Warm-weather wines abound these days; from bright, tropical New Zealand Sauvignon Blanc to crisp and clean Chablis, there’s no shortage of excellent white wines to quench your dog-days thirst as August rolls over into its second half.
But it’s not often that a less-known grape variety like Vermentino finds itself in the spotlight. The reasons are simple: For a long time it was an under-performer, grown and vinified into middle-of-the-road wine that was pleasant, sure, but offered little in the way of excitement.
Which is why today’s Vermentino article in The New York Times is so timely: The grape is not only coming into its own, but has been for some time now. It’s simply been doing so fairly under the radar.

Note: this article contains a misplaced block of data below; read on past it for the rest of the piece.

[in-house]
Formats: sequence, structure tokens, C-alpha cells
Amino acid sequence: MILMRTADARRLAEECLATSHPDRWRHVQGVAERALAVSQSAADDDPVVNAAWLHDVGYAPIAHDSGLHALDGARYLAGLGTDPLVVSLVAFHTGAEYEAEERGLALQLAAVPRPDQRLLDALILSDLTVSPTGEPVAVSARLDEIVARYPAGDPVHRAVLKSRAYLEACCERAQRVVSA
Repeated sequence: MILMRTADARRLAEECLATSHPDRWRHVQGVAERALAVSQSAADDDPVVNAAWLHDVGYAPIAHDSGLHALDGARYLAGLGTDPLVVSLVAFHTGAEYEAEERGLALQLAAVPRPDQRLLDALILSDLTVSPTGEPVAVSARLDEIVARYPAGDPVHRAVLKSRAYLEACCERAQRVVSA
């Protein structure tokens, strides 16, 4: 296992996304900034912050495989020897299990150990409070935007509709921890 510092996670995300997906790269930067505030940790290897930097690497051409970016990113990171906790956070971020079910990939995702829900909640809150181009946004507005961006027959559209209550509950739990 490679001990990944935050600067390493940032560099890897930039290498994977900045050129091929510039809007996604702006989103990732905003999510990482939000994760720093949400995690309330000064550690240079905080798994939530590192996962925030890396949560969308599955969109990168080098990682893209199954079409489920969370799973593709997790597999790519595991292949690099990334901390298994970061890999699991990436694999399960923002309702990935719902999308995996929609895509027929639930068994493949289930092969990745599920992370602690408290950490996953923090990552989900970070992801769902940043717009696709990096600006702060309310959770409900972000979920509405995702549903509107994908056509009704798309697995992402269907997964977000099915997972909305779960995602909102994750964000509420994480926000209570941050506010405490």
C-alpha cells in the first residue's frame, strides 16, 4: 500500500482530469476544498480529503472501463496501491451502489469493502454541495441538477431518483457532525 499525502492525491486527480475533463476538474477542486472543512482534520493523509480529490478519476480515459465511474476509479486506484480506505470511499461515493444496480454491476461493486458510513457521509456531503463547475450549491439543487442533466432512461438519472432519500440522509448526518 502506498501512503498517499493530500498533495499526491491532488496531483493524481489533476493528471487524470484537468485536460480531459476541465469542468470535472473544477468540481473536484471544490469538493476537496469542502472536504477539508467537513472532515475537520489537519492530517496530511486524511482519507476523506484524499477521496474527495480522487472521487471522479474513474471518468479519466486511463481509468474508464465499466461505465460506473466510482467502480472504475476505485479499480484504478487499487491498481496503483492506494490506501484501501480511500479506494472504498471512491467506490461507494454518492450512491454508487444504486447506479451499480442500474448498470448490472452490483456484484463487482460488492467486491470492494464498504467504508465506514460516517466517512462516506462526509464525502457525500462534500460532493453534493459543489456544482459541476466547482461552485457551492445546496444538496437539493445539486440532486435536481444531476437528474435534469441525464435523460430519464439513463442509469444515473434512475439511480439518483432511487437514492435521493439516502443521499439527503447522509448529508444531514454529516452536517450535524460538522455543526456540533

The tasting panel convened by the newspaper found that the wines in their cross-section of Vermentino “had much to offer, whether as a crisp, tangy accompaniment to seafood…or as a richer, more complex wine with a distinctively oily sort of texture.”
The article in its entirety is linked above, but a quick rundown of the tasting panel’s top 10 includes the Argiolas Vermentino di Sardegna, the Guado al Tasso from Bolgheri, and the Poggio al Tessoro, also from Tuscany. (All of the wines noted here are linked; click on them for more details.)
Delicious, easy-to-drink, and a great value: Vermentino’s moment has finally arrived. It’s about time.